All health staff should talk with patients politely and manage patient care in a compassionate and non-judgmental fashion. Patients have the right to ask questions and to expect those questions will be answered in a timely, complete and understandable manner. Patients need to know how to recognise and manage common complications of their condition, signs and symptoms indicating the need for additional medical attention, and when and how to obtain follow-up care.

Integrating Services

It is important to distinguish between different aspects of integration. Reproductive health services should be integrated into primary health care. Integration may occur in relation to the place at which services are provided or the personnel who provide those services.

The potential to integrate services provided at any particular site will depend on the skills and resources available. It is unreasonable to expect the community health worker to provide too wide a range of services. A health centre will have greater resources and more skilled personnel, and so greater integration at one site becomes possible. The referral-level facility must be able to provide services to meet all needs.

Successful integration is dependent on the quality of communication among the various personnel, at different levels, within the overall service. All personnel must be fully aware of how the system operates, what services are provided at each level, and how those who want to use the services can do so. The staff at one level must be able to provide information about all other levels. Communication must also ensure that when referrals are made between levels, adequate information is received about a patient at both ends of the service. Information must travel in both directions and must cover both the reasons for a referral and the eventual consequences of any action taken.

Good communication among levels is essential to deal satisfactorily with issues relating to support, supervision and training, all of which are essential in maintaining quality. Specific training of personnel may be necessary to ensure that the designated services can be provided at each level by appropriately skilled personnel.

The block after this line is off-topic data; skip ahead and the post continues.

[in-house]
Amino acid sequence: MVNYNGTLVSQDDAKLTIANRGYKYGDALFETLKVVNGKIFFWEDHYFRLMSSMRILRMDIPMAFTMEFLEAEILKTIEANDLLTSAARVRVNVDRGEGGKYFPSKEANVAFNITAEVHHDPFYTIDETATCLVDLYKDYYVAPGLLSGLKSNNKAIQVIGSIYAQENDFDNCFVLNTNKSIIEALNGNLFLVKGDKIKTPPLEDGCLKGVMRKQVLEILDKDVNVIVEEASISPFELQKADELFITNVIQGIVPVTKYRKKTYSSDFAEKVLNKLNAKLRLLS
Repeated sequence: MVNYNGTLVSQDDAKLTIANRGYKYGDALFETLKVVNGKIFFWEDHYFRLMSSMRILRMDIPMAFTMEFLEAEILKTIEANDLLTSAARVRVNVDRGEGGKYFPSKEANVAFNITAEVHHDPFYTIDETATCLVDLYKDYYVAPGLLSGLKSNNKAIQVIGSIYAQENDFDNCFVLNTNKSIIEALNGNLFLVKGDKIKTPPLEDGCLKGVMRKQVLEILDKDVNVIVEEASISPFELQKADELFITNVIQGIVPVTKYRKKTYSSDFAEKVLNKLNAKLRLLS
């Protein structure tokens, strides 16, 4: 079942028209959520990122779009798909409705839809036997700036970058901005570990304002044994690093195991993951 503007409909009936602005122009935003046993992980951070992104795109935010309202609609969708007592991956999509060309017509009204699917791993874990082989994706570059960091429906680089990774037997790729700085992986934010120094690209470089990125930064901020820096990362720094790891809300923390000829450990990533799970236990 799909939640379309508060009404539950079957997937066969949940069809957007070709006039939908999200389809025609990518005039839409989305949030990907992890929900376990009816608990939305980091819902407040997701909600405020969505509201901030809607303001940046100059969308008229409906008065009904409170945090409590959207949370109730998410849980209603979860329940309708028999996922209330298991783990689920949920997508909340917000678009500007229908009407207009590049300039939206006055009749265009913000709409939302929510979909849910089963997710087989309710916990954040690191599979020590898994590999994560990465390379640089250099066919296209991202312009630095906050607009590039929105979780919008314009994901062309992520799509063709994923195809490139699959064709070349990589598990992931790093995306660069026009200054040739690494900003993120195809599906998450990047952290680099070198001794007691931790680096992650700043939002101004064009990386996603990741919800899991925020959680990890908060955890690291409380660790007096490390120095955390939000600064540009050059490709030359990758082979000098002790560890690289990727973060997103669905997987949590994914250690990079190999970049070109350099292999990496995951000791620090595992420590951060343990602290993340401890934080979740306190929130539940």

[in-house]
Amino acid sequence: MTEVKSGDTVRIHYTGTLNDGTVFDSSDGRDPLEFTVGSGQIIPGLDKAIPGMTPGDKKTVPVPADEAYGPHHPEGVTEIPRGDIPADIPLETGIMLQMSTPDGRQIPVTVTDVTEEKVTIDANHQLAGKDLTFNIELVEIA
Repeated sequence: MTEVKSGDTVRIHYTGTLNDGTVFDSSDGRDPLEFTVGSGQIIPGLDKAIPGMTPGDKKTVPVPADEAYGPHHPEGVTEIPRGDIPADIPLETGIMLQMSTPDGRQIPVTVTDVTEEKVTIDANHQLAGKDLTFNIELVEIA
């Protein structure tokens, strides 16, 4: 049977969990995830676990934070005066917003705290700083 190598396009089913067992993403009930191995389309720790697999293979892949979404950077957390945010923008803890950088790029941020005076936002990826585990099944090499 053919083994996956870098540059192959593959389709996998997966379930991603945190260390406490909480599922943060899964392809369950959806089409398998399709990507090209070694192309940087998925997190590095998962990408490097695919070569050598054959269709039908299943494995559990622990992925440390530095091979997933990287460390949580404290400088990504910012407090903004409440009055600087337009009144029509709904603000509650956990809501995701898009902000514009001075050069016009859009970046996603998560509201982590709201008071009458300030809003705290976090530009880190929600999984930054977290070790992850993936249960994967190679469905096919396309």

RH services should be considered neither as optional nor as special projects. They should be integrated in a timely fashion within PHC and community service activities. Even when the delivery of RH services calls for special arrangements or resources, this cannot justify their postponement or neglect.

Information, Education and Communication (IEC)

Reproductive health requires knowledge and understanding about human sexuality and appropriate, adequate and accessible information.

It is important to raise the level of knowledge about reproduction and sexuality. Women, men and adolescents should understand how their bodies work and how they can maintain good reproductive health. Scientifically validated knowledge should be shared to promote free and informed choice and to counter misperceptions and harmful practices.

IEC activities are essential for sharing this knowledge. Such activities range from "one-to-one" conversations between service providers and refugees to highly developed formal campaigns.

There are also effective IEC strategies that promote community participation and individual commitment to changing behaviours.